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Joe Biden on Civil Liberties

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Joe Biden

Senator Joseph Biden (D-DE), the 2008 Democratic vice-presidential nominee.

Photo: Alex Wong / Getty Images.

ACLU Rating:

Joe Biden has an 80% lifetime rating from the ACLU, the second-highest of any major-party 2008 presidential candidate (only Dennis Kucinich, at 89%, has him beat).

Abortion and Reproductive Rights - Strongly Pro-Choice, with Reservations:

Joseph Biden is the only 2008 Democratic presidential candidate to have voted in favor of the ban on live intact D&X ("partial birth") abortions in 2003. He has remained relatively silent on the Supreme Court's Gonzales v. Carhart ruling, which upheld the ban. Otherwise, his pro-choice record is flawless--he has received an 100% rating from NARAL Pro-Choice America for three consecutive years, and his record prior to 2003 is also strongly pro-choice.

Death Penalty - Strongly Retentionist:

Biden's record on death penalty reform is the weakest of any of the 2008 Democratic candidates. He is a supporter of capital punishment, and holds the distinction of being the author of the Violent Crime Control and Law Enforcement Act of 1994 (often referred to as the "Biden crime bill"), which expanded the federal death penalty to include drug trafficking, a nonviolent offense.

The First Amendment - Supports Campaign Finance Reform:

In 2007, Biden voted against a bill that would have exempted grassroots lobbying from campaign finance reform regulation. On the other hand, Biden has consistently opposed other measures to restrict free speech, such as the constitutional ban on flag desecration. Biden was also a strong and outspoken opponent of the Communications Decency Act of 1995.

Immigrants' Rights - Moderately Generous:

Biden supports a citizenship path and guest worker program. Because he is primarily a foreign policy senator, he tends to think of undocumented immigration in more Mexican terms--blaming it on the country's "dysfunctional distribution of opportunity," which he promises to take on if elected president.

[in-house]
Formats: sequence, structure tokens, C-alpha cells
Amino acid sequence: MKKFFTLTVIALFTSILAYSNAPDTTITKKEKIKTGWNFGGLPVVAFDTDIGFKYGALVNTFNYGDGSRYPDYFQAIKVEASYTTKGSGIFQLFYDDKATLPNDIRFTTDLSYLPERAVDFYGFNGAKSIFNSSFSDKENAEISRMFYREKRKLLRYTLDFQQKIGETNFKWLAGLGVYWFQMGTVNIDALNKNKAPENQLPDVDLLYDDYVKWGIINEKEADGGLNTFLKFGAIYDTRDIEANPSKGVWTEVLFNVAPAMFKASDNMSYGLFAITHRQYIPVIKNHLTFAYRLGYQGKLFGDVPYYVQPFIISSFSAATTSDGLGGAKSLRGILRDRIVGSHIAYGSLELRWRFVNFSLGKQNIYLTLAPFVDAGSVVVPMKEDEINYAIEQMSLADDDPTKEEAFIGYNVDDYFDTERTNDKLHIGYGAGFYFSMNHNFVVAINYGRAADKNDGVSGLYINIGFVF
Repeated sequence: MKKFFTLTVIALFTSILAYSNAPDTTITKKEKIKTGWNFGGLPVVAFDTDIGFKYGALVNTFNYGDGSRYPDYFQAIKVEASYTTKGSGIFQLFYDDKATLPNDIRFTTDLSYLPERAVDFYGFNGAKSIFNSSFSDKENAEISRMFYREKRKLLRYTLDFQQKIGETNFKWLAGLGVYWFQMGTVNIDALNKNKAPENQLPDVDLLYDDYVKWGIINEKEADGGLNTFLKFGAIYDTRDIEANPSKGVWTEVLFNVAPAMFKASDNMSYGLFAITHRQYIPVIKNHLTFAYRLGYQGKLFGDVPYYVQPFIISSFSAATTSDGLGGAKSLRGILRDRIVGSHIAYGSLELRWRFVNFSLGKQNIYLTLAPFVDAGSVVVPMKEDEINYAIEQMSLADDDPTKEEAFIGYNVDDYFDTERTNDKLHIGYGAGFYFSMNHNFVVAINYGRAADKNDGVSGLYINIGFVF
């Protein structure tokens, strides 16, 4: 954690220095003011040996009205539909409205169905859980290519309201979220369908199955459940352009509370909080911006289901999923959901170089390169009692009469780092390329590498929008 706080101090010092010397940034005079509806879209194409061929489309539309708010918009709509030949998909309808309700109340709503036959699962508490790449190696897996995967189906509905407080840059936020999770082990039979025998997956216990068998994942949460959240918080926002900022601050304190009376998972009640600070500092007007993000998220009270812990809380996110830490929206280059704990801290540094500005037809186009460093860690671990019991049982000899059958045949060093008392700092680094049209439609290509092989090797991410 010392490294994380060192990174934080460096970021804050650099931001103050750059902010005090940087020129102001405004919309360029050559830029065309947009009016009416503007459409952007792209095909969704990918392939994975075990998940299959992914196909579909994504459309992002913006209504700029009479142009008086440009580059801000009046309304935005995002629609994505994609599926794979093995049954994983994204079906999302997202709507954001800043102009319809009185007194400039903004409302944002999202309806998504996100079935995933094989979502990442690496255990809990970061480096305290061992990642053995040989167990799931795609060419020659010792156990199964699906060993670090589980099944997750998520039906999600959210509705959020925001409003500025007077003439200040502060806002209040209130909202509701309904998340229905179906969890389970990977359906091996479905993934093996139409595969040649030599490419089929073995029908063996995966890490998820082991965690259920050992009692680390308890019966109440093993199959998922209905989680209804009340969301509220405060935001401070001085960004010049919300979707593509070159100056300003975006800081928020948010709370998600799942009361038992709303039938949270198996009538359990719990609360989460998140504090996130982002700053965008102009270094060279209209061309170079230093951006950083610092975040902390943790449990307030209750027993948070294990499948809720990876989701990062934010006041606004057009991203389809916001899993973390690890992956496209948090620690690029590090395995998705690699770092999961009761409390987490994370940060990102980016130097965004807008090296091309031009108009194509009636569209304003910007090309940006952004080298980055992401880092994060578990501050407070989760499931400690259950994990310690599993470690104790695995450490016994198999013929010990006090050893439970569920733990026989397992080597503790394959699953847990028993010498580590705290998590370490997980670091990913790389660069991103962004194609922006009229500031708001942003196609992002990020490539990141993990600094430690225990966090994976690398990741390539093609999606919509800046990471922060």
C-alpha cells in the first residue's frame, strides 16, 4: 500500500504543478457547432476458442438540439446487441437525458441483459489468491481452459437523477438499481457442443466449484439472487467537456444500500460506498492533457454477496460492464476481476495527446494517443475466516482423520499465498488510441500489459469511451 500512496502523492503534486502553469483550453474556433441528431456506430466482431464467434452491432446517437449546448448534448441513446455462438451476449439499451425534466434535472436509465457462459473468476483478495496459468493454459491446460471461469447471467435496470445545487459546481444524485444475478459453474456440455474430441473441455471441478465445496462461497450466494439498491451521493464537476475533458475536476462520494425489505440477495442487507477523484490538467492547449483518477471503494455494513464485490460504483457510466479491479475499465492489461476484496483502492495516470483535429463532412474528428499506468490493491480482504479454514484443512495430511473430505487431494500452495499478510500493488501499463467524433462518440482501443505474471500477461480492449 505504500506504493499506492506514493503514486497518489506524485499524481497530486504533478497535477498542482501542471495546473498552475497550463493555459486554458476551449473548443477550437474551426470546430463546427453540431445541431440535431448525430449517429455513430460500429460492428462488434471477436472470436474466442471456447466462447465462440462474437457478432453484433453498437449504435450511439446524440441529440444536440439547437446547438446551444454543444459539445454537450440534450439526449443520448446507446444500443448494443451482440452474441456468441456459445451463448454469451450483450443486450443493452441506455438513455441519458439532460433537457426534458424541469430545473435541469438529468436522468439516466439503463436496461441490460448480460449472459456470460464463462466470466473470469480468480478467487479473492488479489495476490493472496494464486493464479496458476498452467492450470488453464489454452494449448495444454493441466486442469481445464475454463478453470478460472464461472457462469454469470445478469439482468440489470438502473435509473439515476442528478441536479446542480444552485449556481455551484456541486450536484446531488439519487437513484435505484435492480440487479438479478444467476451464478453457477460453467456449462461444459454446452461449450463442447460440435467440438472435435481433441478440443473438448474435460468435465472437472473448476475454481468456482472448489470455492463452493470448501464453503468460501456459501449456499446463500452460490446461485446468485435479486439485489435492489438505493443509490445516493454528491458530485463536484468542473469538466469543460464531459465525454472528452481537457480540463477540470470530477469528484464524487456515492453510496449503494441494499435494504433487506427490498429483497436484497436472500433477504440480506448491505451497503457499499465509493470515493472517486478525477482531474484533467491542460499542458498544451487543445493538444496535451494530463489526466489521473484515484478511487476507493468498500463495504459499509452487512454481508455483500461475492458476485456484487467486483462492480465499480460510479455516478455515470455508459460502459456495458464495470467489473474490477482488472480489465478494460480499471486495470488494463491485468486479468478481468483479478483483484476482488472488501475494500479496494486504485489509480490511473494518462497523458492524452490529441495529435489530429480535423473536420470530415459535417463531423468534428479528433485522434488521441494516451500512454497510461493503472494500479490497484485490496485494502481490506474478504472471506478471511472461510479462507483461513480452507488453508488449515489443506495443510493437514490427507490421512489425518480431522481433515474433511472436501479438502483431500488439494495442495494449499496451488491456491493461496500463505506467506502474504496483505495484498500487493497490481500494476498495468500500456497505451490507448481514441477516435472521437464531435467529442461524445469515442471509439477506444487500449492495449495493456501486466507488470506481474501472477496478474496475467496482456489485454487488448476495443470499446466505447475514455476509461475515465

Lesbian and Gay Rights - Everything But Marriage:

Biden voted for the Defense of Marriage Act in 1996, but has been quoted as saying "I don't know why we should be frightened of [same-sex marriage]." Although he sees same-sex marriage as a likely inevitability, he has not taken the step of actually supporting it. Instead, he supports a civil unions policy that would grant the same legal rights. He also supports the Employment Non-Discrimination Act (ENDA), federal hate crime legislation that includes sexual orientation and gender identity as protected categories, and the repeal of "don't ask, don't tell."

Race and Equal Opportunity - Regressive Words, Progressive Actions:

If you judge Joe Biden by his words, he is one of the most problematic candidates on race issues--referring to Obama as "clean, bright, and articulate" during the 2007-2008 primaries and making inappropriate jokes about Asian-owned convenience stores. But the Rev. Jesse Jackson has stood up for Biden, claiming that he is a strong supporter of civil rights, and the voting record of Biden--a frequent speaker at NAACP events--bears that out.

The Second Amendment - Supports Increased Gun Control:

Biden's 1994 crime bill also banned semiautomatic "assault" weapons for 10 years, and he would probably renew the ban if given an opportunity. His NRA rating is, predictably, F.

War on Terror - Democratic Mainstream:

Like all other senators but one (and Russ Feingold isn't on the ticket), Biden voted for the original USA PATRIOT Act in 2001. His record has been pretty standard for a Democratic senator from the northeast--he stood with the Bush administration when everyone else did, but was among the first to express some skepticism about the Bush administration's post-9/11 policies.

Tom's Take:

When Biden ran for president in 2007 and early 2008, I wrote:
Biden's outspoken style makes him interesting to listen to, but it would make him a problematic president. Other than Biden's high ACLU rating, his savant-like gift for foreign policy, and his refreshingly down-to-earth attitude about same-sex marriage, there is little to recommend him as a candidate. There is no issue where he is the best in the Democratic field, and at least one (the death penalty) where he is the worst. His civil liberties record, like his candidacy in general, is strictly middle-tier.
But this middle-tier presidential candidate may well be a top-tier running mate. His history of race-related gaffes is unlikely to hurt him when he's the running mate of the first non-white major party presidential nominee, and his vast foreign policy background fills in the only significant gap on Obama's resumé. His record on capital punishment, while unfortunate, is well within the Democratic mainstream. And how can you hate a guy with an 80% lifetime ACLU rating?

Biden would not have been my very first choice as Obama's running mate, but he would have been in my top five.
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